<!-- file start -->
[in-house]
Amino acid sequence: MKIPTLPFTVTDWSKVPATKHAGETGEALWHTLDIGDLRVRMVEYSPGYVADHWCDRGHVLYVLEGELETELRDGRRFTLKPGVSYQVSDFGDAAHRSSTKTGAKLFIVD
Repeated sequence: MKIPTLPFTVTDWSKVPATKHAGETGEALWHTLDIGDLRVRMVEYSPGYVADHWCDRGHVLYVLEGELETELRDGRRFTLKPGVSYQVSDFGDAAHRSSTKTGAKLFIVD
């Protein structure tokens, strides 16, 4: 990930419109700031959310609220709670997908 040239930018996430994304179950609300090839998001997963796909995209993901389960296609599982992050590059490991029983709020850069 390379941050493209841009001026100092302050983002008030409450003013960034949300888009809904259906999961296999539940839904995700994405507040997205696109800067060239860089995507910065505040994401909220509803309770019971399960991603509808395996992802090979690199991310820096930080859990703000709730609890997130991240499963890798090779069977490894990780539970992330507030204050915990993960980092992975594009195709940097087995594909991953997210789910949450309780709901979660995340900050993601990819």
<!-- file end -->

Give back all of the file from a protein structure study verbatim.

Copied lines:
[in-house]
Amino acid sequence: MKIPTLPFTVTDWSKVPATKHAGETGEALWHTLDIGDLRVRMVEYSPGYVADHWCDRGHVLYVLEGELETELRDGRRFTLKPGVSYQVSDFGDAAHRSSTKTGAKLFIVD
Repeated sequence: MKIPTLPFTVTDWSKVPATKHAGETGEALWHTLDIGDLRVRMVEYSPGYVADHWCDRGHVLYVLEGELETELRDGRRFTLKPGVSYQVSDFGDAAHRSSTKTGAKLFIVD
């Protein structure tokens, strides 16, 4: 990930419109700031959310609220709670997908 040239930018996430994304179950609300090839998001997963796909995209993901389960296609599982992050590059490991029983709020850069 390379941050493209841009001026100092302050983002008030409450003013960034949300888009809904259906999961296999539940839904995700994405507040997205696109800067060239860089995507910065505040994401909220509803309770019971399960991603509808395996992802090979690199991310820096930080859990703000709730609890997130991240499963890798090779069977490894990780539970992330507030204050915990993960980092992975594009195709940097087995594909991953997210789910949450309780709901979660995340900050993601990819």